You must login to vote
The Nightmare of Death – Norman A. Rubin
The elder’s eyes were smarting for long want of sleep. His head swam, and he felt a sudden dizziness. Involuntarily he groped for support to his weakening body. Faint and deadly sleepy, he let his thin veined arms fall down on the yellowish white covering of the sheets.
There were strand and ominous sounds around him, heavy sighs and a monotonous murmuring sounds mingling with rustling of dead leaves. He wanted to lift his hoary head to see what it was, but he could not rise, how much he tried. At last he succeeded.
“What is this?” he thought
Everything seemed to loom so large round him, the ceiling also seemed high up; the wan lights in the center of the ceiling were pale gray, like that of a distant and misty moon.
Suddenly he was gripped with terror. There along a wall in front of his sight stood rows of beds with yellowish white sheets and brown blankets tucked in tightly like banded strapping. Beneath the thin blankets lay human beings, stiffly stretched out, and groaning in unknown misery, Now and then they raised their heads and prayed with heart-rending voices that their tight coverings might be loosened. But no one answered.
By the side of a high narrow door opposite to the row of beds stood a figure in a dark stained robe. His veined hands were bound and he was fastened by a thick hemp rope around his waist to the paint-peeling wall. The eyes were wide open and had no pupils, but the blood-streaked white of the eyes were large and protruding. Out of his toothless maw a long tongue, black as pitch, hung like rotten flesh.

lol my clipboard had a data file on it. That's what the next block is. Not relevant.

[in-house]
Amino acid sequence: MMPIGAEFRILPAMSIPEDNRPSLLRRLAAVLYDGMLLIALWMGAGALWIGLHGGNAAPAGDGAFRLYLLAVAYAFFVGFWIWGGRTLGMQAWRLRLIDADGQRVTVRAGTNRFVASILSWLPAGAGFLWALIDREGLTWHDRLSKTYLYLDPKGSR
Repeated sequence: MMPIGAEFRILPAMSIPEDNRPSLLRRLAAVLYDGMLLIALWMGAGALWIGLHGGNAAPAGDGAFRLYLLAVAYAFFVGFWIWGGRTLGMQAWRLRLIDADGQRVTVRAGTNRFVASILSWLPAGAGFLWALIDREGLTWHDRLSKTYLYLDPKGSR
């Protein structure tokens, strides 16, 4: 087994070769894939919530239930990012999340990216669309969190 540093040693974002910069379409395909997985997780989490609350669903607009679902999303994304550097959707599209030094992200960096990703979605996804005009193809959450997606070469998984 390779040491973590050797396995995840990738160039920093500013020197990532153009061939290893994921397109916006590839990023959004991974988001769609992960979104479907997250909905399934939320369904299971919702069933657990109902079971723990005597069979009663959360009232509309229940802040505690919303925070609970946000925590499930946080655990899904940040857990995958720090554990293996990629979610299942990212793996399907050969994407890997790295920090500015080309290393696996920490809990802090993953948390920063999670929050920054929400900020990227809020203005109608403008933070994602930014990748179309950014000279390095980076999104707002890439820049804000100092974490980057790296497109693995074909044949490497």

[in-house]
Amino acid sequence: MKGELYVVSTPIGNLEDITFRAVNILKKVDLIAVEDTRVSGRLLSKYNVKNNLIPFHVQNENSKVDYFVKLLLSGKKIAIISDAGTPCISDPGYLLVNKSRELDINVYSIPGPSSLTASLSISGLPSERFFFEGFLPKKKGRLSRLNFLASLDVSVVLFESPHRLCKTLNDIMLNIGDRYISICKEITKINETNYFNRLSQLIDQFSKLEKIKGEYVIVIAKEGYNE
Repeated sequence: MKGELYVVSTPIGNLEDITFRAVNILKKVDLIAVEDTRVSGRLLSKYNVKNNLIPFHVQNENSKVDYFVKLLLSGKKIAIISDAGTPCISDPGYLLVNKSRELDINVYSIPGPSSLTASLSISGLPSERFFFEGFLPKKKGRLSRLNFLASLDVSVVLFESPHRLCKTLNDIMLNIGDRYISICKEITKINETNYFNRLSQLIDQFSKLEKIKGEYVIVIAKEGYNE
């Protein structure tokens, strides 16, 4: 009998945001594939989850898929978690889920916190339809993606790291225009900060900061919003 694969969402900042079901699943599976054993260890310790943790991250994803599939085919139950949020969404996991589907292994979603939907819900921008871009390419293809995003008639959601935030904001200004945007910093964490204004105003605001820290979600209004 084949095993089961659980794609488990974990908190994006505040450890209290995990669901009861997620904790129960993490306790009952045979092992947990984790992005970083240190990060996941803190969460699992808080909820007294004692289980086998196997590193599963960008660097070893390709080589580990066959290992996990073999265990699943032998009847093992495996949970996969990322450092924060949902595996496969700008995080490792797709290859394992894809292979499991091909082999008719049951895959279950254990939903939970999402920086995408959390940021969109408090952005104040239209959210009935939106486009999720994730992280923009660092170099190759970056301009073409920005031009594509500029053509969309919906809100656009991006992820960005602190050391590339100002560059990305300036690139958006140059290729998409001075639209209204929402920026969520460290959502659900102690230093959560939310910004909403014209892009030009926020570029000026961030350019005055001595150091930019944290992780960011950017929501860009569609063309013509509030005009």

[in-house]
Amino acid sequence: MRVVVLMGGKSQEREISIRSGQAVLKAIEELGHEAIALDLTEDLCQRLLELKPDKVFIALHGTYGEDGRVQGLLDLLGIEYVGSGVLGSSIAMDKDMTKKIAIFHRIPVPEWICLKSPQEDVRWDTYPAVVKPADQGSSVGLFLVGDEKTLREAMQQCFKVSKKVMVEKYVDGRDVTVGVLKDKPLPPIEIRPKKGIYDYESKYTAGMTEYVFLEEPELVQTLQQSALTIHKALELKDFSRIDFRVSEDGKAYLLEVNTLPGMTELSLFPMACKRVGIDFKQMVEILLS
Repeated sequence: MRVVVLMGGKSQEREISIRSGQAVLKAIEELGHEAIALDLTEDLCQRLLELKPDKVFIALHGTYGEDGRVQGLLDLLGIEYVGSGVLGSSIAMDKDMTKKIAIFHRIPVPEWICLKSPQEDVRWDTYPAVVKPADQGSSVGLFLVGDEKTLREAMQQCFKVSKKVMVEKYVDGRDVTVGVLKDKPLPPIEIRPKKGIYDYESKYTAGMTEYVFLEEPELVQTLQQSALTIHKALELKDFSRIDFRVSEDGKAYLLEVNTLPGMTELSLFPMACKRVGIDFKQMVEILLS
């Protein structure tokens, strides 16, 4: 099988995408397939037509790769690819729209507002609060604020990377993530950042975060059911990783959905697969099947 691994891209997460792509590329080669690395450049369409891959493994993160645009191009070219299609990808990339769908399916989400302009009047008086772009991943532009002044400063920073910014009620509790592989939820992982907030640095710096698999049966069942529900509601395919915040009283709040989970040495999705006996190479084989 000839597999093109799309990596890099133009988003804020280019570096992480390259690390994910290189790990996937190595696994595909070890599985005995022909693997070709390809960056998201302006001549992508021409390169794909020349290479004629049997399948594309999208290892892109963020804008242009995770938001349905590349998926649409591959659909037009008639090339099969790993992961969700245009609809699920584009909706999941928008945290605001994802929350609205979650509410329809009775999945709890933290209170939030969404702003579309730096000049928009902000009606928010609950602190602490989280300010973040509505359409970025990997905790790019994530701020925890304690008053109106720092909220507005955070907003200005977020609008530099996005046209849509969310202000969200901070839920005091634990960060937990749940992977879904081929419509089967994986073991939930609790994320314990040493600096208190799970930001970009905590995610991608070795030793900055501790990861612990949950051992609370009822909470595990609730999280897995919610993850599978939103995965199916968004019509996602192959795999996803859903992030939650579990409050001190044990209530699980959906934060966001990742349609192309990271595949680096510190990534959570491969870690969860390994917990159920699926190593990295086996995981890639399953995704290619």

Stiff with fear, the elder stared at the thick door. In a few bounds he would be able to make it. The elder wanted to rise and escape through the door, but he couldn’t move a limb.
“But supposing it was locked, and there was no key?” his mind rumbled in thought. Then he looked once again and he saw the door was locked and there was no key.
He then felt like a paralyzed mass, and he began to glide down from the bed. But just at that moment the door opened noiselessly and four men in dark robes entered quietly, carrying with them a rough pine coffin, curved into a semi-circle up on its top. The opening of the upper half was covered with a pane of discolored glass, and through this the elder saw faintly a human head lying sideways, with an emancipated, lifeless face, the color of which seemed as gray as lead against a yellowish white pillow.
In a moment the elder knew it was himself and that he was dead. Struggling to make some sound, he gave a loud shriek of terror, fell face downwards on the floor and woke up.
Norman A. Rubin